From Henry Clay to John McCain, being a senator has been a popular career for presidential candidates. In this election, Republicans Ted Cruz and Marco Rubio are continuing the tradition.
Cruz is the junior senator from Texas. He is currently the chairman of United States Senate Judiciary Subcommittee on Oversight, Agency Action, Federal Rights and Federal Courts. He was the first major Republican to announce his candidacy in 2014. Since then, he has had some success in the polls, currently resting in fourth place with 10.7 percent of the vote.
On social issues, Cruz tends to take more conservative positions. For example, he has said that he is in favor of the death penalty, gun rights and is anti-choice. He has denied the existence of global climate change and supported a flat income tax. He has also declared himself an opponent of the joint agreement with Iran and rapprochement with Cuba, despite being of Cuban descent.
Overall, Cruz has had strong political presence in the states of the first four primaries. According to “Politico,” Cruz, though originally seen as a niche candidate, has come to be seen as a viable threat by rival campaigns and is positioned to replace Trump and Ben Carson as a front-runner if either candidate stumbles. He has attempted to appeal to constituencies that traditionally vote Democratic, using his Latino heritage as a platform.
Rubio is the junior senator from Florida but has indicated that, regardless of whether he wins the Republican presidential nomination, he will not run for re-election to the Senate. He was formerly the Speaker of the Florida House of Representatives. He announced his candidacy for president April 13, 2014 and is currently third in the polls, with 12.3 percent of the vote.
Rubio is one of the most conservative voters in the Senate, with a ranking of 98.67 from the American Conservative Union. He has stated his support for fewer regulations on businesses and for less government control of environmental issues. He is socially conservative, as well, opposing abortion and certain provisions of the Violence Against Women Act. His immigration voting record is less consistent; while he co-authored the Border Security, Economic Opportunity and Immigration Modernization Act of 2013, he later opposed its passage through the House of Representatives.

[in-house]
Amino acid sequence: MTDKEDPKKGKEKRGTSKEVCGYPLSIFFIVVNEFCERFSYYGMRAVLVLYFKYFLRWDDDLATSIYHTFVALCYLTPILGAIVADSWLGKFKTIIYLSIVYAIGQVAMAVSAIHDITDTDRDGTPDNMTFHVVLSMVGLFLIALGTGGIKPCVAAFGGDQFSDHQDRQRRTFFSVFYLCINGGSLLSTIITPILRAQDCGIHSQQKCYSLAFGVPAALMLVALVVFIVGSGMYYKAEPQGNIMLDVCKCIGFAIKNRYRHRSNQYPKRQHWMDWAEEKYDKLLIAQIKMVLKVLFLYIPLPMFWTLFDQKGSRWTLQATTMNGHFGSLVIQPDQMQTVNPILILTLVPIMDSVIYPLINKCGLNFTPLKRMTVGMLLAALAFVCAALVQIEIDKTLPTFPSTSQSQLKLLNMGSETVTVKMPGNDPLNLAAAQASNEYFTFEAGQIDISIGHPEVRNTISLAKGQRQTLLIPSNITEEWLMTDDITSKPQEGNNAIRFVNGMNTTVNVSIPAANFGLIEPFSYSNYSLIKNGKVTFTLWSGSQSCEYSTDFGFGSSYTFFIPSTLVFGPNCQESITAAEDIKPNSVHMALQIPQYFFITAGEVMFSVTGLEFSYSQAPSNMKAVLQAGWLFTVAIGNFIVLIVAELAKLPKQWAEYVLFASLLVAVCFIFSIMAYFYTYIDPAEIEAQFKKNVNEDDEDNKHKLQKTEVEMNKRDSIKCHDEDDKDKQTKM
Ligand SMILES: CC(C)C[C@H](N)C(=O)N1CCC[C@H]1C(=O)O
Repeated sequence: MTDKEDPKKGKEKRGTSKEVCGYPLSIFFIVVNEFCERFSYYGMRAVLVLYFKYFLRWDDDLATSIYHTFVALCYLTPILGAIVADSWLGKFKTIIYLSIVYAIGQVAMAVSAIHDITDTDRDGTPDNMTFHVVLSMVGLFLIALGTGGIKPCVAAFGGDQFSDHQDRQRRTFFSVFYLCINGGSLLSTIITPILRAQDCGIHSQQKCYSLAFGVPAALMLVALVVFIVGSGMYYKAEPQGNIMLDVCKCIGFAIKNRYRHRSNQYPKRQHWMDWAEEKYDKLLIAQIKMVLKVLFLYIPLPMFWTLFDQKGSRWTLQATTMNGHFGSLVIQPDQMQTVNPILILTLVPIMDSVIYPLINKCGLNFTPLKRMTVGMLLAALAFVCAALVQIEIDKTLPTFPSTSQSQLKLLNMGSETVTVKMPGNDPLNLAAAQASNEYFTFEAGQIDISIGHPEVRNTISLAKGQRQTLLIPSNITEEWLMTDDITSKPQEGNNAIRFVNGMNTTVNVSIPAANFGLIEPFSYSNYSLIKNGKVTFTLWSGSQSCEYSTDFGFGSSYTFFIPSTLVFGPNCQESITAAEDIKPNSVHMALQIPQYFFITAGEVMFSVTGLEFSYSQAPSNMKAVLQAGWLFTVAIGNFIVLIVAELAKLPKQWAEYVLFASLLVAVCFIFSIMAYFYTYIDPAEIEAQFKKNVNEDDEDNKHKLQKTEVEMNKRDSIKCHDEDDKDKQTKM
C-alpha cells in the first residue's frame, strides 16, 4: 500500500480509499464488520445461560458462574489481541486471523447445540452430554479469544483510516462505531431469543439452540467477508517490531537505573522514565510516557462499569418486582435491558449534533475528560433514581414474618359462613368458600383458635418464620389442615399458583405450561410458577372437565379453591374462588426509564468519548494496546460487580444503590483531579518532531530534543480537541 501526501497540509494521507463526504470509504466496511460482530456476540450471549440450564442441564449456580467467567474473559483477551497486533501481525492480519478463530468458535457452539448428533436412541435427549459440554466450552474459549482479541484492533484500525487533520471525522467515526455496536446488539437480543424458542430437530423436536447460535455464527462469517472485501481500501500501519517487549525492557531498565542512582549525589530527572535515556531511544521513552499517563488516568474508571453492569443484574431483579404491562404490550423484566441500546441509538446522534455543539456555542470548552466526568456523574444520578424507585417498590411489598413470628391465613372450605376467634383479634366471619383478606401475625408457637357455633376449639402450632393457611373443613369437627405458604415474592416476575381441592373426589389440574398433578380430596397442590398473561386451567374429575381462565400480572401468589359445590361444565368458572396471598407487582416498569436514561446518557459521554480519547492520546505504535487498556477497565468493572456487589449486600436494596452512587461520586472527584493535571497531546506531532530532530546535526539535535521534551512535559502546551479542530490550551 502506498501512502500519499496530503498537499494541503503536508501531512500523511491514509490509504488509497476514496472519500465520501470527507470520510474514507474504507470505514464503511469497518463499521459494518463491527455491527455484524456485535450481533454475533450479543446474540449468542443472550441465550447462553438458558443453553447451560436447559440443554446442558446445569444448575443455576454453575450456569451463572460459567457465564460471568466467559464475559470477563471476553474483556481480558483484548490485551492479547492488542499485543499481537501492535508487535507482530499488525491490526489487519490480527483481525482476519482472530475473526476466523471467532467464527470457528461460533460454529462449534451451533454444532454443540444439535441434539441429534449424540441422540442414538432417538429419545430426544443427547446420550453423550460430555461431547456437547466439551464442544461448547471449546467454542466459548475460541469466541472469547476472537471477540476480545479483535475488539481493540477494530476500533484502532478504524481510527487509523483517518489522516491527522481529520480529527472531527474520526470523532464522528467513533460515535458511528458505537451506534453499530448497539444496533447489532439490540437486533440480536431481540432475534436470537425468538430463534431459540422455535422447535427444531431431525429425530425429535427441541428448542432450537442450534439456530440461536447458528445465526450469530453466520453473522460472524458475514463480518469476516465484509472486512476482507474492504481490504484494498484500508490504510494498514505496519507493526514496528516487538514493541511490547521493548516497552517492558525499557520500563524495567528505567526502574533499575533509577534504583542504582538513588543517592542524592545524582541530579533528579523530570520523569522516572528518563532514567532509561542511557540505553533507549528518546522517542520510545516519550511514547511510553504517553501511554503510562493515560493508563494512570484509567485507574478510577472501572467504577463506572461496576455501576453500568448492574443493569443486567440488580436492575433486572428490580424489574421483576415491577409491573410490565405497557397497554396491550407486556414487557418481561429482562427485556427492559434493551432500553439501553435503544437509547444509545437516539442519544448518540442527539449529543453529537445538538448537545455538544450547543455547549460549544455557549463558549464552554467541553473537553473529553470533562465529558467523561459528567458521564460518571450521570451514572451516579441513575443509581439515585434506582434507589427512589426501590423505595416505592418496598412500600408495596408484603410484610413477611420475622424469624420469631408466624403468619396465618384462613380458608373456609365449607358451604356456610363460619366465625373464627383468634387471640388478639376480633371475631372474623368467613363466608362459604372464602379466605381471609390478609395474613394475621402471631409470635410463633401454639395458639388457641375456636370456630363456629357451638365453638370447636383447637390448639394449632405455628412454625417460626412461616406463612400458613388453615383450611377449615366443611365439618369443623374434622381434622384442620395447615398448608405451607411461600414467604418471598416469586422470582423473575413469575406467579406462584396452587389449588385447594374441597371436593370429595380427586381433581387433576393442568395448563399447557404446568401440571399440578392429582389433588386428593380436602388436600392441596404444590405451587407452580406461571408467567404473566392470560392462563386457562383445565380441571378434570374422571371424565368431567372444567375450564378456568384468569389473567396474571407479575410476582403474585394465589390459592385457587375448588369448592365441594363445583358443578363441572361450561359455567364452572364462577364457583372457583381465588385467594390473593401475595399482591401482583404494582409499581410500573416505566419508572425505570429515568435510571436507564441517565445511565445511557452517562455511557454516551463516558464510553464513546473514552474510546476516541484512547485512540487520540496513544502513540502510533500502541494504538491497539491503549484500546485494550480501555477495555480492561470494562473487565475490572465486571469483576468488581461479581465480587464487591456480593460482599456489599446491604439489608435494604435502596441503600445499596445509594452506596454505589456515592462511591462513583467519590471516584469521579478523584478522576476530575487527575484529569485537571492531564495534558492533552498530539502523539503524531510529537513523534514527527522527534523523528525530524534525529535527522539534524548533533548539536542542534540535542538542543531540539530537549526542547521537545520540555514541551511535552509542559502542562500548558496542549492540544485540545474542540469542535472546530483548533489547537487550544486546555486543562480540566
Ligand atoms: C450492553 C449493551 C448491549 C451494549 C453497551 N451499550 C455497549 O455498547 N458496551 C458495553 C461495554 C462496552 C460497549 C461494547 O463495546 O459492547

In a 2010 incident, a credit card statement was discovered that seemed to show Rubio using his Republican Party of Florida American Express Card for personal expenses in 2006 and 2007. This issue has been raised again in 2015 as he campaigns. Rubio was cleared of wrongdoing by the Florida Commission of Ethics in 2012 and released the statements in question, which show him personally reimbursing these personal charges in November 2015. Rubio’s conservatism could cause problems when attempting to gain the moderate vote, and his stance on international policy could lose him Tea Party votes.
As the first primaries approach, Rubio has begun to increase fundraising efforts. He is courting the support of several wealthy GOP donors. His background has boosted his platform. Rubio, like Cruz, is of Cuban descent, but Rubio was born in the United States, so questions of nationality are not an issue. His parents were working-class, which has allowed him to attempt to appeal to people of working and middle-class backgrounds.
Though neither in the lead, both of these senators have stayed firmly at the top of the extensive list of GOP candidates, and could be viable nominees for the Republican Party. The next Republican primary debate will air Tuesday, Dec. 15, 2015 at 8:00 pm CST on CNN.